Further, it generates a report in HTML format in the directory “%GATLING_HOME%/results”:

This is just one part of the report that is generated, but we can clearly see the summary of the result. This is quite detailed and easy to follow.

3. Distributed Performance Testing

So far, so good. But, if we recall, the purpose of performance testing is to simulate real-life workloads. This can be significantly higher for popular applications than the load we've seen in our trivial case here. If we notice in the test summary, we managed to achieve a throughput of roughly 500 requests/sec. For a real-life application, handling real-life workloads, this can be many times higher!

How do we simulate this kind of workload using any performance tool? Is it really possible to achieve these numbers by injecting load just from a single machine? Perhaps not. Even if the load injection tool can handle much higher loads, the underlying operating system and network have their own limitations.

This is where we have to distribute our load injection over multiple machines. Of course, like any other distributed computing model, this comes with its own share of challenges:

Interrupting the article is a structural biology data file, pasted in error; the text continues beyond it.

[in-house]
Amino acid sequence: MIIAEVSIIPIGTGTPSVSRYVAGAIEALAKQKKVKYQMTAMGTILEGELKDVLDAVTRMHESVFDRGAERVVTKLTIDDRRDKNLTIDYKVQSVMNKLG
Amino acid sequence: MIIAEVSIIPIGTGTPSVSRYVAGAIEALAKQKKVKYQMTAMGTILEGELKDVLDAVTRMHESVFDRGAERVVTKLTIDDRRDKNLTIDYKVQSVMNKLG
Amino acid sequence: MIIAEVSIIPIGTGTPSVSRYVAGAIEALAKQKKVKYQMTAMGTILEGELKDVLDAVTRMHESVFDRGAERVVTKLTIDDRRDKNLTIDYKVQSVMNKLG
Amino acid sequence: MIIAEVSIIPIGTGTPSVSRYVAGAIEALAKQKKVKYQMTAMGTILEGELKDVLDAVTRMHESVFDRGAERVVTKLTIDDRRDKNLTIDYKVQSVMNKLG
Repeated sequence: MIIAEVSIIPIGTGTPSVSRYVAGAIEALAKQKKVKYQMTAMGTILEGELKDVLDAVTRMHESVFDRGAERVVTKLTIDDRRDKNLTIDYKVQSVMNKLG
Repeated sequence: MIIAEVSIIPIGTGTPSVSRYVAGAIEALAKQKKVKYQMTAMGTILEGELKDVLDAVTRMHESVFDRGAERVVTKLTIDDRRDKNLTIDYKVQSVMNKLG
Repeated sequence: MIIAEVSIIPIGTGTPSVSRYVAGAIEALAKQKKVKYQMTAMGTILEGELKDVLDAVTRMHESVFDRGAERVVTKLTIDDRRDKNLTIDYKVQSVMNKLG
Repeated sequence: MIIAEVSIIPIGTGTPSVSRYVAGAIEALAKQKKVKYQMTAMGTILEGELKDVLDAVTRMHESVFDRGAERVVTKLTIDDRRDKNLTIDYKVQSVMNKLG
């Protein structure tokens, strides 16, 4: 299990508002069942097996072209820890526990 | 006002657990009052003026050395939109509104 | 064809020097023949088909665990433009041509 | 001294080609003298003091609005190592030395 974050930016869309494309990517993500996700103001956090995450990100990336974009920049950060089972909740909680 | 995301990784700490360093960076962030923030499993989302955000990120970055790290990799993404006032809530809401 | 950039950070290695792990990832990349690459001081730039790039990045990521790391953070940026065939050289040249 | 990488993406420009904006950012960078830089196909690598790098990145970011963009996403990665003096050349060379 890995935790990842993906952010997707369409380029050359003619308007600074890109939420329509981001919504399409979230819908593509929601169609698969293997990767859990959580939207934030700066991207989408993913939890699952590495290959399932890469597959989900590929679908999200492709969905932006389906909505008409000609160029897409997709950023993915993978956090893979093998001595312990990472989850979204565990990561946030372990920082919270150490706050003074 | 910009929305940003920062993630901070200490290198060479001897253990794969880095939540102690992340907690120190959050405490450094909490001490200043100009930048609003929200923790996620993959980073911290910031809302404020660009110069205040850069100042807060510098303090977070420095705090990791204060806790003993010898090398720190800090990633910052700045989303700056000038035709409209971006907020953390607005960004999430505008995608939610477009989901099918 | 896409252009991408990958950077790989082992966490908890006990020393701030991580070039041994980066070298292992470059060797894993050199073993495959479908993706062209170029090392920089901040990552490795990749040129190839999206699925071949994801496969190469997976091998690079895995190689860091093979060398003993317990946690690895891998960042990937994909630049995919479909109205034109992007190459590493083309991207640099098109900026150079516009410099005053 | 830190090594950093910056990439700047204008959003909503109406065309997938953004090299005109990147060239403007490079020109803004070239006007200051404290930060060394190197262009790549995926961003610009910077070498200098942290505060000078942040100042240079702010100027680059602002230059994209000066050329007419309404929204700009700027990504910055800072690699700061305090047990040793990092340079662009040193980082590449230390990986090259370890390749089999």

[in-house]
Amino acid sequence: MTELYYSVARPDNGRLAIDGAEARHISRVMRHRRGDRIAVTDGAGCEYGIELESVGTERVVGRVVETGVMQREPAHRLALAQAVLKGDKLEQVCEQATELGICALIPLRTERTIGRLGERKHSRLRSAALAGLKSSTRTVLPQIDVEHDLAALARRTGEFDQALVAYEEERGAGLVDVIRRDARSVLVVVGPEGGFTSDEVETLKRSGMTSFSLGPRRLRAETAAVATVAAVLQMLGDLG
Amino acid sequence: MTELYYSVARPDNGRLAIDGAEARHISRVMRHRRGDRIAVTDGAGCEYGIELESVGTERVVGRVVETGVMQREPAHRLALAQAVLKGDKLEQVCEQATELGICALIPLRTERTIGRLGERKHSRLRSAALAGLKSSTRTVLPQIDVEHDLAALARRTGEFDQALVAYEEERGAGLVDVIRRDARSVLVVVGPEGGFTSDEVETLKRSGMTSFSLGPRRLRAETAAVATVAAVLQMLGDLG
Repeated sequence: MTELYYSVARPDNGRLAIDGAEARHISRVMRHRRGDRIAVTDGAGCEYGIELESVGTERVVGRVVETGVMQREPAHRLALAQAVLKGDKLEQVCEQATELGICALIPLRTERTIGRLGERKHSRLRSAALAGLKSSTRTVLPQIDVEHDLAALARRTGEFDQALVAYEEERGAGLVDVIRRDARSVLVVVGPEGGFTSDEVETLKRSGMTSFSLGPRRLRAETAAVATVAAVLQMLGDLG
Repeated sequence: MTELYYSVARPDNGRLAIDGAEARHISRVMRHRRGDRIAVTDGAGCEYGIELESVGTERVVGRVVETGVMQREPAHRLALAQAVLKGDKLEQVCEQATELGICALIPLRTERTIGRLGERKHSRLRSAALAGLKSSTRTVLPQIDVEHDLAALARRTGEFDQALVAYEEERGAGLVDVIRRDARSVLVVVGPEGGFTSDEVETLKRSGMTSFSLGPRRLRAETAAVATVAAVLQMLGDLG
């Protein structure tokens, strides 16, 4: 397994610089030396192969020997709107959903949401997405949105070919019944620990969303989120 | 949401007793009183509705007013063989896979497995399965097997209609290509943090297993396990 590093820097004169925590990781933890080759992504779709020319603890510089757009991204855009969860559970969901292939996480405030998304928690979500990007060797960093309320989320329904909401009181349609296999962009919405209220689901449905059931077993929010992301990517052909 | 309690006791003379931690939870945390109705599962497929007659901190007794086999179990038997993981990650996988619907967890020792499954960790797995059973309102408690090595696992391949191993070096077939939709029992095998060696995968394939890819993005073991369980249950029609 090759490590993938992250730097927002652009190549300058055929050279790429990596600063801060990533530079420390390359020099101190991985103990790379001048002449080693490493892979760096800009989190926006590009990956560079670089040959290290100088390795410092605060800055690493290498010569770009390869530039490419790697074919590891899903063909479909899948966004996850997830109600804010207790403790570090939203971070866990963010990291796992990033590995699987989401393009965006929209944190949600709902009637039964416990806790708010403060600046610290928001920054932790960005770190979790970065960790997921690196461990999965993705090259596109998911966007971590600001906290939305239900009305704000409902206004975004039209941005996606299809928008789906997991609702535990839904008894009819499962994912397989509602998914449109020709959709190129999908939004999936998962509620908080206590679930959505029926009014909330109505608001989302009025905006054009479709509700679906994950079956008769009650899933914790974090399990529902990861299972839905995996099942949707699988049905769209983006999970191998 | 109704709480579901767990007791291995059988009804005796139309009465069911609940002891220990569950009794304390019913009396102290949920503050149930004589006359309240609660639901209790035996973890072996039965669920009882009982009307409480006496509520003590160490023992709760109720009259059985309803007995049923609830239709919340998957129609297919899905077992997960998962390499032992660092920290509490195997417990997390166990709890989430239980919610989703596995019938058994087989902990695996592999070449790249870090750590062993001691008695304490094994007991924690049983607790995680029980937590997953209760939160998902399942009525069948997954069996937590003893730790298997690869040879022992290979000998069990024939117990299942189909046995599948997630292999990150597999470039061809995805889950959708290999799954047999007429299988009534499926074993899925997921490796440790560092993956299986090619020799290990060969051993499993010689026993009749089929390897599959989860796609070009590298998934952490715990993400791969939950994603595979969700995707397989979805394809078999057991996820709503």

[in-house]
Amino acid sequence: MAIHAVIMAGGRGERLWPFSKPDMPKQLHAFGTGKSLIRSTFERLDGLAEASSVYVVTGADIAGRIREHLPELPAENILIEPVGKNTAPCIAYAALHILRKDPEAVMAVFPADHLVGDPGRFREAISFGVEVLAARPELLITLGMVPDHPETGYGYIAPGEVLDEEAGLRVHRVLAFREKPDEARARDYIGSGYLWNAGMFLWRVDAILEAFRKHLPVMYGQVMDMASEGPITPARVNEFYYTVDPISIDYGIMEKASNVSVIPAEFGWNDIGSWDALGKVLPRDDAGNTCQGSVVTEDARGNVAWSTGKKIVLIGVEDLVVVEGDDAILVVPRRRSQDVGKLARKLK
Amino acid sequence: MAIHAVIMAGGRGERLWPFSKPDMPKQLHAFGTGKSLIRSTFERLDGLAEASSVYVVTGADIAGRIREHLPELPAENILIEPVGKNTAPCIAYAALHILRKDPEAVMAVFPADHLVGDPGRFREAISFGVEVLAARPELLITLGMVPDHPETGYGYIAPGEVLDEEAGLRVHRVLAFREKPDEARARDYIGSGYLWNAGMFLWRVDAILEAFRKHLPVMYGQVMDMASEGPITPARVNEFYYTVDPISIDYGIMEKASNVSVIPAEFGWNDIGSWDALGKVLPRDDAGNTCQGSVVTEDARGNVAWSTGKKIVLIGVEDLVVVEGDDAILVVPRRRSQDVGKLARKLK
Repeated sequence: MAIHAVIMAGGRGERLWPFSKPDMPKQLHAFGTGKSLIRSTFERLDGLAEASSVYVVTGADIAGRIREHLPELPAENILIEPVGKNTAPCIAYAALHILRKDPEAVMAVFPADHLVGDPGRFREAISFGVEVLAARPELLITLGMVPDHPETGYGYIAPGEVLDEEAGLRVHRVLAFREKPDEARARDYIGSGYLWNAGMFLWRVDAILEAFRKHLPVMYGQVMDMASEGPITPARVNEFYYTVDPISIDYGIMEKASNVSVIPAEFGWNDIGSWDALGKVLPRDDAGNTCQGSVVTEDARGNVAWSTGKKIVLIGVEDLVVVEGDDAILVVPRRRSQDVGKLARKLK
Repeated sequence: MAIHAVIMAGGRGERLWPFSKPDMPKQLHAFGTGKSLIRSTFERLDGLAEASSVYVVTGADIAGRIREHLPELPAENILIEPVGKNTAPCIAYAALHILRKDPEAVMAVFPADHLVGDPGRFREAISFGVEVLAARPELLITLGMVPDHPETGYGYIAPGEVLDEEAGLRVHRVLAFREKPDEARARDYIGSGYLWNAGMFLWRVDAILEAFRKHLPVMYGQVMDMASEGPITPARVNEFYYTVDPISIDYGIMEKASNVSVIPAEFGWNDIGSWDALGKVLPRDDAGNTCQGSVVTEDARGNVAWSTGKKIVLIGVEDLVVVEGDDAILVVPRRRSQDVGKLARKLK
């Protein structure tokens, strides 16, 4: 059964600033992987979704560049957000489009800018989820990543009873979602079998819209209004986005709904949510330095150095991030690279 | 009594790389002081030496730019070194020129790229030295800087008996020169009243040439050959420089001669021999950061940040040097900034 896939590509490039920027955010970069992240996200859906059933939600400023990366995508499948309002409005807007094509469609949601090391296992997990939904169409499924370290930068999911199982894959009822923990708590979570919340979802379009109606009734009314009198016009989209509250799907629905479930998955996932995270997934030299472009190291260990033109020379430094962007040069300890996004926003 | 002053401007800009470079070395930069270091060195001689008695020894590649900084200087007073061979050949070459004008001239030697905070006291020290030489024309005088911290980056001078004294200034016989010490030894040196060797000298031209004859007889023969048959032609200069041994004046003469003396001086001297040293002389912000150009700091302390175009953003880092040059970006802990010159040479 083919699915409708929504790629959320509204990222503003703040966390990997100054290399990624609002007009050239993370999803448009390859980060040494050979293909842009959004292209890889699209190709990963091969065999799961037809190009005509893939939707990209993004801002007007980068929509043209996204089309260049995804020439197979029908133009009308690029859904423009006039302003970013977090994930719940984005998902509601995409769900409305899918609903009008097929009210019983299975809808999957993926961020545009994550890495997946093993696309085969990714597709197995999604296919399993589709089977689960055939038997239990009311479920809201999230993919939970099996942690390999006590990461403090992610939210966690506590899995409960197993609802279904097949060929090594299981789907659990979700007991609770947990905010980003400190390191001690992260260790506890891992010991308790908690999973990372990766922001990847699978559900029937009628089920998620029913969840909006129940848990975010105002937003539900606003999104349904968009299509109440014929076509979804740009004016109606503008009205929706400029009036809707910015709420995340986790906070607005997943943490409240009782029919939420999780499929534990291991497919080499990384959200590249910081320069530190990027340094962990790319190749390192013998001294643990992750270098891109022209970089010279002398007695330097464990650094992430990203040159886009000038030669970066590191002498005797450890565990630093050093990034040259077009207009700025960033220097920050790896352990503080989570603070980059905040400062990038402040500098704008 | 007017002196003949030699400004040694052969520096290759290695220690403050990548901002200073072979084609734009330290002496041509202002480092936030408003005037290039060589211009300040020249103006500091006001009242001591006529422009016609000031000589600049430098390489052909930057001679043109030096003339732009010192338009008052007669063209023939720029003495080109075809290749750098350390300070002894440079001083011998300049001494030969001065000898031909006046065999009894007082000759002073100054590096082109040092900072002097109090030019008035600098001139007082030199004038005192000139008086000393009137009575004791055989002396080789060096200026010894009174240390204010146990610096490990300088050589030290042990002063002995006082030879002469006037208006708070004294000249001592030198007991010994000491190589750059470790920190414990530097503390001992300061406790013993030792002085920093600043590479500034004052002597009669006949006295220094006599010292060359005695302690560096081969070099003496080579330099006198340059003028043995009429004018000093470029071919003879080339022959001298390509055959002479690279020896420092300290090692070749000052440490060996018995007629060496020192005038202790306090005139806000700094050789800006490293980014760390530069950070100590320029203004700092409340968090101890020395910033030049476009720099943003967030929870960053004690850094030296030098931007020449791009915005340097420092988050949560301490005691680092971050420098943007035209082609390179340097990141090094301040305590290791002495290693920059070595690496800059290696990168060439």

• How do we distribute the workload amongst participating machines?
  • Who coordinates their completion and recovery from any errors that may happen?
  • How do we collect and summarize the results for consolidated reporting?

A typical architecture for distributed performance testing uses master and slave nodes to address some of these concerns:

But, here again, what happens if the master breaks down? It's not in the scope of this tutorial to address all the concerns of distributed computing, but we must certainly emphasize their implications while choosing a distributed model for performance testing.

4. Distributed Performance Testing with Gatling

Now that we've understood the need for distributed performance testing, we'll see how we can achieve this using Gatling. The clustering-mode is a built-in feature of Gatling Frontline. However, Frontline is the enterprise version of Gatling and not available as open-source. Frontline has support for deploying injectors on-premises, or on any of the popular cloud vendors.

Nevertheless, it's still possible to achieve this with Gatling open-source. But, we'll have to do most of the heavy lifting ourselves. We'll cover the basic steps to achieve it in this section. Here, we'll use the same simulation that we defined earlier to generate a multiple-machine load.